From our point of view, the submitted draft federal law is insufficiently worked out in some of its details, and therefore requires considerable elaboration. Otherwise, the efficiency in achieving the goals set for the Bank for Development and the efficiency and transparency of the Bank’s activity as such cannot be sufficiently guaranteed.
1. Within the framework of the proposed concept, the Bank for Development is a non-banking establishment, accountable for the most part to the RF Government. The Bank of Russia controls only a very narrow range of technical issues with regard to the Bank for Development’s reporting. Thus, from our point of view, the construction suggested in the draft law represents a mixture of two different concepts of establishments operating in the countries around the world – the Bank for Development proper, and state corporations for development. Accordingly, the former, as a rule, are banking establishments accountable to the agencies of bank supervision; and they play the role of a financial institution guaranteeing the achievement of the state goals determined by other state agencies. The latter are noncommercial public organizations operating in close cooperation with the governments and commercial financial institutions.
Thus, the proposed construction have no analogues in world practice, while neither the Concept of the Draft Law nor the Explanatory Note offer any convincing arguments in favor of the adopted decision.
2. The draft law and the attached documents absolutely fail to mention that the RF Bank for Foreign Economic Affairs, which is planned to be reorganized into the Bank for Development, is a state asset manager in charge of the pension savings of RF citizens. This fact should have been mentioned at least once in the Draft Law’s section devoted to the reorganization of the RF Bank for Foreign Economic Affairs. Moreover, the draft law directly prohibits for the Bank for Development to handle operations on financial markets (except in the instances specified by the RF Government; however, a government decision is unlikely to be sufficient to resolve the issue of pension savings management, and therefore it is necessary to legislatively consolidate this issue). Accordingly, the adoption of this draft law and the creation of the Bank of Development cannot be effectuated until the issue of pension savings management is resolved at the legislative level (which means establishing a new state asset manager and transferring to it the resources of the Bank for Foreign Economic Affairs).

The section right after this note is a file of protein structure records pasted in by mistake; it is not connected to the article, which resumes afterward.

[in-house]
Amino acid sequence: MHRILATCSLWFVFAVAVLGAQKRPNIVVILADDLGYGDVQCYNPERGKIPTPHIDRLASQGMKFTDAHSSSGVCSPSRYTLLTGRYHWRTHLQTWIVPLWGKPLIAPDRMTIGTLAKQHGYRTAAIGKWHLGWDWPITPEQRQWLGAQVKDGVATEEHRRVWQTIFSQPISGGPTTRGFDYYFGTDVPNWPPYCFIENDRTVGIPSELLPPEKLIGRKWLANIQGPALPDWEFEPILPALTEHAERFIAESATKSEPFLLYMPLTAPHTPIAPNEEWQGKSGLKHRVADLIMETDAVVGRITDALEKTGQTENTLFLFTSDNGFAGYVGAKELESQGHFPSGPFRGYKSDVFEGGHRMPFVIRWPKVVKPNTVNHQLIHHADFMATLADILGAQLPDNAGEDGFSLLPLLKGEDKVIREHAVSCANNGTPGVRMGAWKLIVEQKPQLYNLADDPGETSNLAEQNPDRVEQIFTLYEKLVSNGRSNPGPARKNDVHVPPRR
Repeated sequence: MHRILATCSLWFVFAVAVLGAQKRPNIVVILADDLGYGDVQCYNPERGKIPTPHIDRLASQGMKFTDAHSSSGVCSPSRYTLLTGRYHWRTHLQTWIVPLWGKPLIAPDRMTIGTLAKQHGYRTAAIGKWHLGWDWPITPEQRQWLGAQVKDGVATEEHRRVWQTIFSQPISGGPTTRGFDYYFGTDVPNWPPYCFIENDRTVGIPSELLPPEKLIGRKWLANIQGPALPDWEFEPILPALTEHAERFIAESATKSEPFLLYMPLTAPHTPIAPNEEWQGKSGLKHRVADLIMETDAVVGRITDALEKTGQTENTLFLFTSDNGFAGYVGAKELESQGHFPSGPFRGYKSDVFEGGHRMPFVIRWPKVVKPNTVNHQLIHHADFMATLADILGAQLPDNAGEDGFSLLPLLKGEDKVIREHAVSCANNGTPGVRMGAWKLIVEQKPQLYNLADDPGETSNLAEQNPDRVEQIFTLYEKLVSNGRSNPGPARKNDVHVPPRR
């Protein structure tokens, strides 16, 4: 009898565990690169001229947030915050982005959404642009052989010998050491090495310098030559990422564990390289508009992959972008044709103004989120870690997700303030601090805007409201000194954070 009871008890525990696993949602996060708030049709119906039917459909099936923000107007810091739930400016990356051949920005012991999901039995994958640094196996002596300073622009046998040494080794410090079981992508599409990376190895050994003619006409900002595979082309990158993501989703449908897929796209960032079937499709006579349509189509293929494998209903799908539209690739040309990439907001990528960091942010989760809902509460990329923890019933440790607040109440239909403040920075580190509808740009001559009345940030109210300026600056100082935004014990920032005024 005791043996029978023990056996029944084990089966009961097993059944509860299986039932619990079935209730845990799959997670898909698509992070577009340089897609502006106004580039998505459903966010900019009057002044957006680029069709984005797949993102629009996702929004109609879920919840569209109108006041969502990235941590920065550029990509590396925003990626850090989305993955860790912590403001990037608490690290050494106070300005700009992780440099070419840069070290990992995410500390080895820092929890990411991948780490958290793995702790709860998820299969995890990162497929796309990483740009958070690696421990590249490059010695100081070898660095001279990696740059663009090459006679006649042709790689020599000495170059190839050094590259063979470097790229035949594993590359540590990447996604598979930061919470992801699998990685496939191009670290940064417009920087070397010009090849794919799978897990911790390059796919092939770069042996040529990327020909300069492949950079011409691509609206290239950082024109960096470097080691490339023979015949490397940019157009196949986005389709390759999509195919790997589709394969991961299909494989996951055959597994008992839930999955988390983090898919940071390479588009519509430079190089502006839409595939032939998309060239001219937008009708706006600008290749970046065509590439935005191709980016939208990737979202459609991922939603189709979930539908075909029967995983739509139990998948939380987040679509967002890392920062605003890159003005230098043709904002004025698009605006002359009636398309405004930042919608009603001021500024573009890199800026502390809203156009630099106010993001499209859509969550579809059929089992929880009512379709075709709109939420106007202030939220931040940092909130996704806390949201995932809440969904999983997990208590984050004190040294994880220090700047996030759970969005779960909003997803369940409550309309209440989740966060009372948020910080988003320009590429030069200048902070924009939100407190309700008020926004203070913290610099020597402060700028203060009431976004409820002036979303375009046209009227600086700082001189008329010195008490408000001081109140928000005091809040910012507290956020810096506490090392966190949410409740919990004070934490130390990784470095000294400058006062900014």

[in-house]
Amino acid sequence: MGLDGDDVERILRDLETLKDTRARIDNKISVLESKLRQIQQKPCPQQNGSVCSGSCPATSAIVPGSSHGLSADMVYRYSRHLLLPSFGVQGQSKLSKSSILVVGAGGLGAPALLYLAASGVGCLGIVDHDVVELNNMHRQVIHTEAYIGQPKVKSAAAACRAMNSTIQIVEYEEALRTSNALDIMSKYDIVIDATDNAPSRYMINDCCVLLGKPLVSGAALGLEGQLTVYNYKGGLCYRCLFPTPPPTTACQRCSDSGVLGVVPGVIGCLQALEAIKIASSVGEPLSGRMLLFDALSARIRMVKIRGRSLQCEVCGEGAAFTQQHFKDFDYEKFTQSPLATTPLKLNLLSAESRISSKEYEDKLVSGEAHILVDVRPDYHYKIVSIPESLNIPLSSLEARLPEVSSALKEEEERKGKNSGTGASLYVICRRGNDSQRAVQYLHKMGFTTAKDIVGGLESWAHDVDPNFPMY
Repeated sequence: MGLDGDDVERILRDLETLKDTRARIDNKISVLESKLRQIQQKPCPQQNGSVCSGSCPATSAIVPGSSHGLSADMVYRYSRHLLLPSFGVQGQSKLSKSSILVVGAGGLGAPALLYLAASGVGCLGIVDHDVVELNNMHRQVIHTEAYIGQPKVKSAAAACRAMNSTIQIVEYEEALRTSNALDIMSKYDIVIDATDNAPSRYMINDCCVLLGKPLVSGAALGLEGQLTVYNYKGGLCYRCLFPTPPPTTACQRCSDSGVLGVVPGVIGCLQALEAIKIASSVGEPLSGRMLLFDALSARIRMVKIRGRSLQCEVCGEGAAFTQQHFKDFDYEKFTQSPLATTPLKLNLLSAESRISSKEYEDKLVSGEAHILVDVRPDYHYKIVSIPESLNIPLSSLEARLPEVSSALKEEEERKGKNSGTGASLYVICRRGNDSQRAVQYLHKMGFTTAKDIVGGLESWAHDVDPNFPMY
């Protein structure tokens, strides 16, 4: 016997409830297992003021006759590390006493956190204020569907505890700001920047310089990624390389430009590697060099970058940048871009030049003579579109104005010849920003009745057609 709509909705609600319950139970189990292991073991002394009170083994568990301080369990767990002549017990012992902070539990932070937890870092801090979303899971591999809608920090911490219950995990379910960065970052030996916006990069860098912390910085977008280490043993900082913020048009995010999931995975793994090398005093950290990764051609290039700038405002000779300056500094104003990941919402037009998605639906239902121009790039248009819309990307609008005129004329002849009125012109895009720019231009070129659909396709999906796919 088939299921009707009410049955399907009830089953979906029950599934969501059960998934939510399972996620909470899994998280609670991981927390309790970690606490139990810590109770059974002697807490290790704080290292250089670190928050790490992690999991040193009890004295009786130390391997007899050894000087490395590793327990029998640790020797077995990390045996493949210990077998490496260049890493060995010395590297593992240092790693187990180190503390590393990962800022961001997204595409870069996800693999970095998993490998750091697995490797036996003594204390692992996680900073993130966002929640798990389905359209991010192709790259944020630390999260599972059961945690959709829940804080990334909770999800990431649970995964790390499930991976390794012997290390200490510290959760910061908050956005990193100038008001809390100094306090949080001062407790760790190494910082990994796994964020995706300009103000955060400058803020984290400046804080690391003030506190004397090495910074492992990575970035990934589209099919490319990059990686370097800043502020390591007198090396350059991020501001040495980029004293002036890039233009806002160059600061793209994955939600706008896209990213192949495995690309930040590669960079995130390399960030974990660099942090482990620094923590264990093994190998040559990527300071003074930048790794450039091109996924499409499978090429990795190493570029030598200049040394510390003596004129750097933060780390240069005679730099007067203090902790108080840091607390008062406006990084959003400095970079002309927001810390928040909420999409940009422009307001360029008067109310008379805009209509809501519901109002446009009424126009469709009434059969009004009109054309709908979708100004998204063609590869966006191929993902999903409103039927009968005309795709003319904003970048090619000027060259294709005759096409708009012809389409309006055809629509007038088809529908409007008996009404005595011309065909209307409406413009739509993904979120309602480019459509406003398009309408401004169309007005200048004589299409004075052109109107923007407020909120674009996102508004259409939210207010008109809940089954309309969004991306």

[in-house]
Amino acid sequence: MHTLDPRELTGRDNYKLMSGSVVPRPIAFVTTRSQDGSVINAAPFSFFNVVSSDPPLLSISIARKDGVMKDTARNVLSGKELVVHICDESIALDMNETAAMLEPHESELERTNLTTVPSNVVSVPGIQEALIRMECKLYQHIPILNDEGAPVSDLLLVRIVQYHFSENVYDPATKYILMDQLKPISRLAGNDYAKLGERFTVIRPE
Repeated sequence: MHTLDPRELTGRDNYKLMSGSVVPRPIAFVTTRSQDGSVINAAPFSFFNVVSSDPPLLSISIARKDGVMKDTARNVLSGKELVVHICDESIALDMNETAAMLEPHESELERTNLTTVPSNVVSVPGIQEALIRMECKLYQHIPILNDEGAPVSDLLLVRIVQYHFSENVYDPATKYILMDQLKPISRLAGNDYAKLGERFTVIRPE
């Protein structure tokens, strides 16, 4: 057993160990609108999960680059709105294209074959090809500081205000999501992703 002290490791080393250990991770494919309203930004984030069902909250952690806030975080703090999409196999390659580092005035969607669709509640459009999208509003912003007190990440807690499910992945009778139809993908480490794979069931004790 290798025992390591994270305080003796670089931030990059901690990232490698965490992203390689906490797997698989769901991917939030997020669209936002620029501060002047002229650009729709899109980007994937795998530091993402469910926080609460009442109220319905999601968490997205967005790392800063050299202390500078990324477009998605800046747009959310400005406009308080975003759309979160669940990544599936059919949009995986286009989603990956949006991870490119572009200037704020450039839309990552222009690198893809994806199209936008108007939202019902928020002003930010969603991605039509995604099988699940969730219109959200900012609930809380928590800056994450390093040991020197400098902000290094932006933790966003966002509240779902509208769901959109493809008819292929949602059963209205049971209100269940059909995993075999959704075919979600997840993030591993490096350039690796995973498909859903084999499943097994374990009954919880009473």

3. A number of provisions regarding the organization of management of the Bank for Development are open to questions. In particular, it is proposed that the Chairman of the Bank for Development should be appointed by decree of the RF President, which we assume to be unnecessary. This decision can well be taken by the Chairman of the RF Government. Also, the draft law envisages that the amounts of remuneration for the Supervisory Board’s members should be established by the Supervisory Board itself, which cannot be a guarantee of a transparency and justice. As in the previous case, it would be advisable to assign this function either to the RF Government or to one of the ministries or agencies of the economic block.
4. In accordance with the draft law, the Bank for Development should not be a professional participant of the securities market, which can create certain impediments to its activity, including operations on international markets.
Bearing in mind the aforesaid comments, we believe that the adoption of this draft law would be premature, and that it is advisable to rework the Draft Law “On the Bank for Development” in accordance with the concept of creating the Bank for Development as a banking institution with a specific bank charter and specific limitations imposed on its operations, which would be accountable to both the RF Government (in the part of its goals and the operations being performed) and the Bank of Russia (in the part of controlling its current activities as well as economic and financial indicators).
S. Drobyshevsky The institutional and structural disproportions of the stock market Below, some institutional and structural problems associated with the development of Russia’s stock market in 2006 are discussed. Special attention is focused on those long-term disproportions in the market’s development which remained important in the period of 2006 - 2007.
The year 2006 saw very considerable growth in the external financing of biggest companies and banks. In 2006 the aggregate volume of the biggest initial public offerings (IPO) (including those by “Rosneft”) amounted to no less than $ 17 billion. Corporate bonds became the driving force of the issues released on the debt market, their placement volume having increased from 260.6 billion roubles in 2005 to 465.3 billion roubles in 2006, or by 1.8 times. The total volume of rouble-denominated bonds in circulation, including federal securities, corporate and regional bonds, increased brom 1.5 trillion roubles in 2005 to 2.2 trillion roubles in 2006, or by 1.4 times.